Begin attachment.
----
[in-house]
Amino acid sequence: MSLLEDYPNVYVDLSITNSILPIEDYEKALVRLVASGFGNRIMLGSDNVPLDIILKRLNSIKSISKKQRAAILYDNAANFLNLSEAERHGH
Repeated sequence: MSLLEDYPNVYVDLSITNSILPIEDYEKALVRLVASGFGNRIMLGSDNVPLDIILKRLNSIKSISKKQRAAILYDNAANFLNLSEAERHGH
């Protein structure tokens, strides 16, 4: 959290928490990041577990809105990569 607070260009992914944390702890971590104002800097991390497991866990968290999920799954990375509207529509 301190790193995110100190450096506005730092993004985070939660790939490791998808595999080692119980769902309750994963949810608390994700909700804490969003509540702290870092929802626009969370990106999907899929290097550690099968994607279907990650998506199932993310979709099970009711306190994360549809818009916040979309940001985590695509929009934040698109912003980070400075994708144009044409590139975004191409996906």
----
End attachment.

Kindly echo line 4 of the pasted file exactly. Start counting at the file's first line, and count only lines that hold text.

């Protein structure tokens, strides 16, 4: 959290928490990041577990809105990569 607070260009992914944390702890971590104002800097991390497991866990968290999920799954990375509207529509 301190790193995110100190450096506005730092993004985070939660790939490791998808595999080692119980769902309750994963949810608390994700909700804490969003509540702290870092929802626009969370990106999907899929290097550690099968994607279907990650998506199932993310979709099970009711306190994360549809818009916040979309940001985590695509929009934040698109912003980070400075994708144009044409590139975004191409996906």